The government shutdown, among other things, is preventing the FCC from certifying new equipment, which could hurt the deployment of 5G, according to several industry associations. Key activities within the Commission and industry associations have been disabled as well, creating a myriad of problems, inconveniences and full stops to buildout.
Wireless Industry Association President/CEO Jonathan Adelstein tells Inside Towers, the industry is beginning to feel the impact as the partial government shutdown enters its fourth week.
“Several agencies and reporting systems are not available, meaning requests for new or modified structures will be delayed,” according to Adelstein.
- The FCC’s Antenna Structure Registration System (ASR) is not available, meaning no submissions for new or modified structures are being accepted.
- The FAA’s Obstruction Evaluation Group (OEG) is closed, so submissions for new or modified structures are not being accepted and previously submitted applications will not be processed.
- At WIA, their Frequency Coordination Group is unable to submit new applications to the FCC for frequency use.
“We are hopeful that the government will soon reopen. WIA stands prepared to help our industry weather any impact the shutdown has caused,” said Adelstein.
The Telecommunications Industry Association is concerned as well. TIA told the FCC Friday, “The unavailability of this process will have a serious and negative impact on the approval of new connected devices that are designed to enable both 5G deployment and the full ecosystem of next generation technologies that 5G will support.”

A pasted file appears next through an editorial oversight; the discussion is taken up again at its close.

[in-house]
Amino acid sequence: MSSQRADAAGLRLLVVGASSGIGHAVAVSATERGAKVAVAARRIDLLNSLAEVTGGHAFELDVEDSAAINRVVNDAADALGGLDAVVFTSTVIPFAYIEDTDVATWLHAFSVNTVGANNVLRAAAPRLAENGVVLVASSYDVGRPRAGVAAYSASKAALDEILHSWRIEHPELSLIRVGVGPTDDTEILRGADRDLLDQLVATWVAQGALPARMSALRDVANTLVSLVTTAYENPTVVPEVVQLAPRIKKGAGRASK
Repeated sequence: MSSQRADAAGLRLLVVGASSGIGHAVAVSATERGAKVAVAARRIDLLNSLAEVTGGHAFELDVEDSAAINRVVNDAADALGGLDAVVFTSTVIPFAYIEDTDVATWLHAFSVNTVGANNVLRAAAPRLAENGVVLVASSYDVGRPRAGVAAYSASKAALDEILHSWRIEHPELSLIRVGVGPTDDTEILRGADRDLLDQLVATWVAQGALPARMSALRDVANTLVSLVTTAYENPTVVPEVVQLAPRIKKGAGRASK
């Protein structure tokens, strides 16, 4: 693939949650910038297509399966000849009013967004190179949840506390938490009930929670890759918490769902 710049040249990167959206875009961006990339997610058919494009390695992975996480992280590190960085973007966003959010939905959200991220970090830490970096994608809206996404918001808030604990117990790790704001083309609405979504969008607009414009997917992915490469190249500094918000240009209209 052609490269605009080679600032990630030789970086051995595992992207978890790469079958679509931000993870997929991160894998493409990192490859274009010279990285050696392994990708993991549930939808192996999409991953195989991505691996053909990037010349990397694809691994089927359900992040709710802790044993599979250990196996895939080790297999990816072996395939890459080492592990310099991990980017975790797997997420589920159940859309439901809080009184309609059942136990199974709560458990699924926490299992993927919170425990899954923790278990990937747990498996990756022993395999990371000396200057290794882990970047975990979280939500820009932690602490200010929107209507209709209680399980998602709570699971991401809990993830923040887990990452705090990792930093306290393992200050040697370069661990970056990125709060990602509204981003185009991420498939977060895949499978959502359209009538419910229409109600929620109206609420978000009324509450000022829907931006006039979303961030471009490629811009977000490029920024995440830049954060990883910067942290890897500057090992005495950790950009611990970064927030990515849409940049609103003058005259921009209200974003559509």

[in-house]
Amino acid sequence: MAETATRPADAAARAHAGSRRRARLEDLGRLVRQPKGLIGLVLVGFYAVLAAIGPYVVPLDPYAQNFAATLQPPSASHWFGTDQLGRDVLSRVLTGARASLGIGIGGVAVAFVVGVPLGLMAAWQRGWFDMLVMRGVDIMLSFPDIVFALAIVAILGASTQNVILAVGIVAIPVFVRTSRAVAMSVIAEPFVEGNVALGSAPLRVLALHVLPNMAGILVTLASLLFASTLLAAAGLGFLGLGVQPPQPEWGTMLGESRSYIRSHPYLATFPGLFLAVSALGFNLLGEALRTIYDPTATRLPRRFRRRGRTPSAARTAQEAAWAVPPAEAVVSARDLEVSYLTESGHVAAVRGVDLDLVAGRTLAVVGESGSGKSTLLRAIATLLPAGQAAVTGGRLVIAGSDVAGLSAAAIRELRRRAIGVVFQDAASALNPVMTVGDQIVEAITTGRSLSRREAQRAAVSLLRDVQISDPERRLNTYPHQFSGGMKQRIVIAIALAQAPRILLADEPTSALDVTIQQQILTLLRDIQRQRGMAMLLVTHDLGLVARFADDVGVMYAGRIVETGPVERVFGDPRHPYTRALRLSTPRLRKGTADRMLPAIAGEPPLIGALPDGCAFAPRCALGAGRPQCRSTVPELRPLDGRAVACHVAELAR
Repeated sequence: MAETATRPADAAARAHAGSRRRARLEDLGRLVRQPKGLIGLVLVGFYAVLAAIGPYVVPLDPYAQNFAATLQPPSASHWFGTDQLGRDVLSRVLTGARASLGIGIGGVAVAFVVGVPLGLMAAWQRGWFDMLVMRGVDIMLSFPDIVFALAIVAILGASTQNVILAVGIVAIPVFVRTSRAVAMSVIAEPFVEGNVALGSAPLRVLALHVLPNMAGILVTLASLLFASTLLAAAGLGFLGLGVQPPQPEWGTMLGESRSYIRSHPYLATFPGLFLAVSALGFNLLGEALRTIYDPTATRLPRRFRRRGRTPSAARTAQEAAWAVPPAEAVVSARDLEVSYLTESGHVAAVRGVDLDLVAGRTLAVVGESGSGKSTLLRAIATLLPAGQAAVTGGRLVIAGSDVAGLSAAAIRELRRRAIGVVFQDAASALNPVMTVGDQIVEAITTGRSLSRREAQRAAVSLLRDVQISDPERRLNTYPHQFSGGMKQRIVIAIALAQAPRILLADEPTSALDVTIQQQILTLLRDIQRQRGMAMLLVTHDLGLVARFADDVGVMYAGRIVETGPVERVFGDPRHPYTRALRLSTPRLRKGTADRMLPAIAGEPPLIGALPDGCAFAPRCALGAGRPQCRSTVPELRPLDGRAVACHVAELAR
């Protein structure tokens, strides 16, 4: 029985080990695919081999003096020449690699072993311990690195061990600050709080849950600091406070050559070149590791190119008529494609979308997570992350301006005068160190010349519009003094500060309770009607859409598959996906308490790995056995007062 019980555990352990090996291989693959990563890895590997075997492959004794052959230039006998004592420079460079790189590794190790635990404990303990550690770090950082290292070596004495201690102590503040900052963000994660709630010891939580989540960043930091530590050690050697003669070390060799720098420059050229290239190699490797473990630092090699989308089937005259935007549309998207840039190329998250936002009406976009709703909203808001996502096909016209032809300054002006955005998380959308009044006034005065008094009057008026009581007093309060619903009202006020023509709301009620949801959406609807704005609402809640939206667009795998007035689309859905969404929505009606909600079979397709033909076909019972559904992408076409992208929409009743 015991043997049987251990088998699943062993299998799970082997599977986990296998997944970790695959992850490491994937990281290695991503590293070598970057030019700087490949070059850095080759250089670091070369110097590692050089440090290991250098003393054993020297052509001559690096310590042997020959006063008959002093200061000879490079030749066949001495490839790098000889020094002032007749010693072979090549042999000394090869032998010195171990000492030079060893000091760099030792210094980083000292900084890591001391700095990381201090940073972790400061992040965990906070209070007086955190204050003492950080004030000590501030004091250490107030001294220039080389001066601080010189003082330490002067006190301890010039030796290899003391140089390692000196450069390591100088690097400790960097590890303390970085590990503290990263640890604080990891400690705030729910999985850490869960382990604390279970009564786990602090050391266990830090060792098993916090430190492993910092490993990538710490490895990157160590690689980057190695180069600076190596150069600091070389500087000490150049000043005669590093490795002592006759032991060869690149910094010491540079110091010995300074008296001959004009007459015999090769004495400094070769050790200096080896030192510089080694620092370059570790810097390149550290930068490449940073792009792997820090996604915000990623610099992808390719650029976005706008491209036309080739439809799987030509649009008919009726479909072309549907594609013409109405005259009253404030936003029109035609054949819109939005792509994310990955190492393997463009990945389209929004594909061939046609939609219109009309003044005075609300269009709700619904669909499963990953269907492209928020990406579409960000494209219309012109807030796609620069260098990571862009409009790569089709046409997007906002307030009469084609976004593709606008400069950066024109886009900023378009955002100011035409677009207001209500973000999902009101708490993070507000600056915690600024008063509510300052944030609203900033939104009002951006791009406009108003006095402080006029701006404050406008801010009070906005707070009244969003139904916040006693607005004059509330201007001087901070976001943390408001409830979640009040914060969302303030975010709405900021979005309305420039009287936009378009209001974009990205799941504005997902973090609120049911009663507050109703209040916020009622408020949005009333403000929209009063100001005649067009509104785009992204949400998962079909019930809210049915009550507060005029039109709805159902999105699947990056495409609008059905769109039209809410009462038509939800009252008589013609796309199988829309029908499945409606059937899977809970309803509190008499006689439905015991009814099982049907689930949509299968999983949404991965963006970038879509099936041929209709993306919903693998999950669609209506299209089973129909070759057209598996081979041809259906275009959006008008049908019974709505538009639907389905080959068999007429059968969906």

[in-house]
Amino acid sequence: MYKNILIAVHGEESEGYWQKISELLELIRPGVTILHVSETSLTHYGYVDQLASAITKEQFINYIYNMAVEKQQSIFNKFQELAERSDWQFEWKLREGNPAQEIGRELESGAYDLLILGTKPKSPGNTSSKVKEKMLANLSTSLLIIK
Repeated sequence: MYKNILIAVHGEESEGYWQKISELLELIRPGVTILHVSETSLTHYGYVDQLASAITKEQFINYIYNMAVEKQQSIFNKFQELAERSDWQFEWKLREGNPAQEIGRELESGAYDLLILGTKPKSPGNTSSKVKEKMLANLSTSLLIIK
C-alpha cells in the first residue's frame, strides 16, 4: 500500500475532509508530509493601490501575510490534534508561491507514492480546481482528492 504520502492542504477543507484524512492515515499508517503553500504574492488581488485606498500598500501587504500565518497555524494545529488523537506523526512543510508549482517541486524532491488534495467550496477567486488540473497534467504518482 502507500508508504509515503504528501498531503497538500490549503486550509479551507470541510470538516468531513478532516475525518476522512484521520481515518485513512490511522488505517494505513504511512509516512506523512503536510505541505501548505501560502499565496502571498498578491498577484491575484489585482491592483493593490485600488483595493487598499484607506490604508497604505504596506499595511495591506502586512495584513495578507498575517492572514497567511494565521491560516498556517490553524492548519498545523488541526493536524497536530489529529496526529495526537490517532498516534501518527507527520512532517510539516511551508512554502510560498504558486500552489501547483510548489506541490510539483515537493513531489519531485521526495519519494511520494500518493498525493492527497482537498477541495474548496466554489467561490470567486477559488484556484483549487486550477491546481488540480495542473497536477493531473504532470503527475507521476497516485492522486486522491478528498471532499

TIA urged the agency to leave open its equipment authorization system during any shutdown, just as it has left open several other systems currently accessible through its website. “To ensure the Commission retains its right to review device approvals after the shutdown ends, TIA supports having the FCC’s 30-day review period kick in once full agency operations resume,” said TIA SVP Government Affairs Cinnamon Rogers.
TIA also said other, long-term solutions are worth considering. “The FCC needs to complete a long-running equipment authorization proceeding that will likely remove some categories of devices that present limited risk from needing direct FCC approval,” according to Rogers. “In the interest of streamlining the process generally, the FCC needs to allow for automatic certification by accredited third-party testing labs for more categories of devices than it does presently.” Comments? Email Us.
January 15, 2019